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Nashua Telegraph: Government 101: Sen. Hassan visits Dr. Crisp Elementary

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Staff Photo by Hannah LaClaire Sen. Maggie Hassan calls on students during a question and answer portion of her visit at Dr. Crisp Elementary School

NASHUA -In what looked like the country’s cutest political rally, students in grades three through five sat in the gym at Dr. Crisp Elementary school Monday afternoon, waving handmade signs welcoming Sen. Maggie Hassan.

Students have been learning about the various levels of government in their classes, and welcomed the senator for a brief talk and question and answer session.

After explaining what she does as senator and how she was sworn in, Hassan asked the students if they thought there were more men or women in the senate.

The majority of them thought there were more women.

“New Hampshire has a lot of women in office,” she said, “but really there are 21 women in the senate,”and then, for those visibly trying to calculate the difference added, “that means that there are 79 men.”

The students seemed surprised, but Hassan said she thought that was understandable, as Sen. Jeanne Shaheen and herself were both senators and had also served as governor.

“I encourage you all to run for office,” she said, “not just because it’s a really fun thing to do,” but also because the best way to be heard is to get involved.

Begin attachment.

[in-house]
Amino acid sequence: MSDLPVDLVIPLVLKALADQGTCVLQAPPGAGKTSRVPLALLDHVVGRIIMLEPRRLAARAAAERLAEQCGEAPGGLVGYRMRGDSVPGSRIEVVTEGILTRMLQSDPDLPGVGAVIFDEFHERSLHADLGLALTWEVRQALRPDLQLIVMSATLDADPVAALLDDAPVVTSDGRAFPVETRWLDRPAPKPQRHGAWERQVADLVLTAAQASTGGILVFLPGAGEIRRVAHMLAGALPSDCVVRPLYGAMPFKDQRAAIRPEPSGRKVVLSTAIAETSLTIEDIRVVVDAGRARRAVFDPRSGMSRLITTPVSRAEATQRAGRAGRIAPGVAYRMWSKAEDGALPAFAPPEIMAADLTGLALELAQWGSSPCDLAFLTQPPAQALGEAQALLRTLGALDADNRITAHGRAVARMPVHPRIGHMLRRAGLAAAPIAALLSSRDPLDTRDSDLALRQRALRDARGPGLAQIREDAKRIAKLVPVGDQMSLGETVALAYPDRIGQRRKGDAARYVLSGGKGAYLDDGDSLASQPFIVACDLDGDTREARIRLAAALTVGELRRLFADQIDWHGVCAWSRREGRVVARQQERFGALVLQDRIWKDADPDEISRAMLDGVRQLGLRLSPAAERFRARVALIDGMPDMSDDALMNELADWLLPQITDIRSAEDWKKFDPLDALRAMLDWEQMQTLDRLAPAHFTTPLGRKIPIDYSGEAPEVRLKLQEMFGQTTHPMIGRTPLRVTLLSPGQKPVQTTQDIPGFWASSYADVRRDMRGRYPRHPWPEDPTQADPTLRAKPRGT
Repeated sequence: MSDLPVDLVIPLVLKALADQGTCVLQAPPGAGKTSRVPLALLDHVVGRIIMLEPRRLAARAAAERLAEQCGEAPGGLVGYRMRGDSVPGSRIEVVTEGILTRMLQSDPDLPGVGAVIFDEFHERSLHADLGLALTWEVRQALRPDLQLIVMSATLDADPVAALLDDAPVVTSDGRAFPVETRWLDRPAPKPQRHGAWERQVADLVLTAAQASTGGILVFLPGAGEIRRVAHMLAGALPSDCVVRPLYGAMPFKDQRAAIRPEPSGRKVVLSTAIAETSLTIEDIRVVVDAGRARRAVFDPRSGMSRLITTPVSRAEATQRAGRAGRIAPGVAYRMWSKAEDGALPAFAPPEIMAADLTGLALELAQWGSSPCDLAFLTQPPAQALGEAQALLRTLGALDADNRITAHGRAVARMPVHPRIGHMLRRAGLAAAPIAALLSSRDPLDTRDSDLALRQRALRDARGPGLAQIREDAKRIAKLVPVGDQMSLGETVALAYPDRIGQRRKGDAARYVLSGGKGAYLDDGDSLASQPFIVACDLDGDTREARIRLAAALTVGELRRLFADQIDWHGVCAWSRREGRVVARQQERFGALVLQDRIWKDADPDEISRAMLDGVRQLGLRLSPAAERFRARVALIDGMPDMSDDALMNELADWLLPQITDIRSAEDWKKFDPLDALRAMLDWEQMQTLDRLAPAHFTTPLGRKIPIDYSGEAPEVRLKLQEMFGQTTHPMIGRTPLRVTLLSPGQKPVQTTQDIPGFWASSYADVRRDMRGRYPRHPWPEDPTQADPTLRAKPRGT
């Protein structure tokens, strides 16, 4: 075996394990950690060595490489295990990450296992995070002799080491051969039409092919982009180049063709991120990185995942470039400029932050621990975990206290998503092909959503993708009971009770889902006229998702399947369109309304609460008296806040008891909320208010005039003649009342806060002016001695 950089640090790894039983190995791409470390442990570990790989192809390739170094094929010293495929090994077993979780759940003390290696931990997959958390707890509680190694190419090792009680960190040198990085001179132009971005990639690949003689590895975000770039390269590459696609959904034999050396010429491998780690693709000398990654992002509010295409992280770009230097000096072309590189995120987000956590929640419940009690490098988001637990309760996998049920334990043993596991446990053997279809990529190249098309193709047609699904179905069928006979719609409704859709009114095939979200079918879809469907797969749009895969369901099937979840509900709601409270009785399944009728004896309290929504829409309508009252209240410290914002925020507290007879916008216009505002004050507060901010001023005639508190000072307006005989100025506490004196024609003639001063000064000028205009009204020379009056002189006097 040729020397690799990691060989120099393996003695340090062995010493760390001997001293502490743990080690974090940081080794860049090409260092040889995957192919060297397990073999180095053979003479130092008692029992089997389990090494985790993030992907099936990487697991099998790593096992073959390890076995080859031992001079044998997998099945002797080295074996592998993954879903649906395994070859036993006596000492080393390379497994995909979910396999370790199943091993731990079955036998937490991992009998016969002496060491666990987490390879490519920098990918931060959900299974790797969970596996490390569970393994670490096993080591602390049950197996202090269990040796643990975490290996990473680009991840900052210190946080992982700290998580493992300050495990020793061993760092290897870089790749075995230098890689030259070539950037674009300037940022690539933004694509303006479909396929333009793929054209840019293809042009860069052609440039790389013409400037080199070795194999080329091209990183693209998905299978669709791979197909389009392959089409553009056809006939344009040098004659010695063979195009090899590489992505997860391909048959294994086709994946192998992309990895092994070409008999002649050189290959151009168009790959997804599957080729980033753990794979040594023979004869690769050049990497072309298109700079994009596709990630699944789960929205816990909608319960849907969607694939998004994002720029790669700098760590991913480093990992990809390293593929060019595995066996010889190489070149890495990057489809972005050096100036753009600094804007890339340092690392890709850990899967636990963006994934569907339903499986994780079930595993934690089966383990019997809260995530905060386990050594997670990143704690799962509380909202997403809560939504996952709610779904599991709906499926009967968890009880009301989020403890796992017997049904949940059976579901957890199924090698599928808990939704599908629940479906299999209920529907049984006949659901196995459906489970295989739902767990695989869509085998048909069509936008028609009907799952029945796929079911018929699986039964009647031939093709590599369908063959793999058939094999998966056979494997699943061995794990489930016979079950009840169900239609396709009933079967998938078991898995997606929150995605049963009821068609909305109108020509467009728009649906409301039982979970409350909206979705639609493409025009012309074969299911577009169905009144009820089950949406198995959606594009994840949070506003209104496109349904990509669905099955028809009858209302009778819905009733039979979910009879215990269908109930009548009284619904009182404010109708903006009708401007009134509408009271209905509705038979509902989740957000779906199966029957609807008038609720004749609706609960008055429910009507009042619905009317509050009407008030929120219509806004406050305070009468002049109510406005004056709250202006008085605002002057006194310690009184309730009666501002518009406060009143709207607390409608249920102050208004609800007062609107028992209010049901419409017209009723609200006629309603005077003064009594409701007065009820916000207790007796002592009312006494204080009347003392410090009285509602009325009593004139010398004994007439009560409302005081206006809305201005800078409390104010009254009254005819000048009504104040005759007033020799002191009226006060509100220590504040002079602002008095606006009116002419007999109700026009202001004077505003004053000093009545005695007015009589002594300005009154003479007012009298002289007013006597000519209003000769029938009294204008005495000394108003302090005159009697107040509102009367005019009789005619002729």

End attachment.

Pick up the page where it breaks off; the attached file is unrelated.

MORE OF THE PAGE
Then opened the Q & A portion, for which the students had prepared questions on index cards.

There was a wide range of questions, varying from “Do you really see the president at all?” (From time to time) to “Do you have servants?” (No).

One student asked about her background in politics, and Hassan related her history of running for office several times and what she learned from it.

“You can have trouble with something and not succeed, but if you try again, you can get better and better and be successful,” she said.

The question that received the most raised eyebrows from the adults in attendance (other than the student asking her age) was whether or not she supported President Donald Trump.

Hassan, however, did not skirt around the question, and instead answered directly that she is eager to work with him to help create change, but that in many areas she has significant disagreements with him.

Other students asked whether she lives in a big house, if she misses her family when she’s in Washington D.C., and what it feels like to be a senator.

To the latter, Hassan said she felt “honored and privileged” to serve the people of New Hampshire.

Before she left, she urged one more time that students run for office when they are older, that they encourage their parents to vote, and that until they are old enough to run or vote, they should write letters to their representatives, “so we can hear what you think.”

Before her visit, Hassan visited the new Dr. Crisp playground and toured the recently opened Arlington Street Community Center.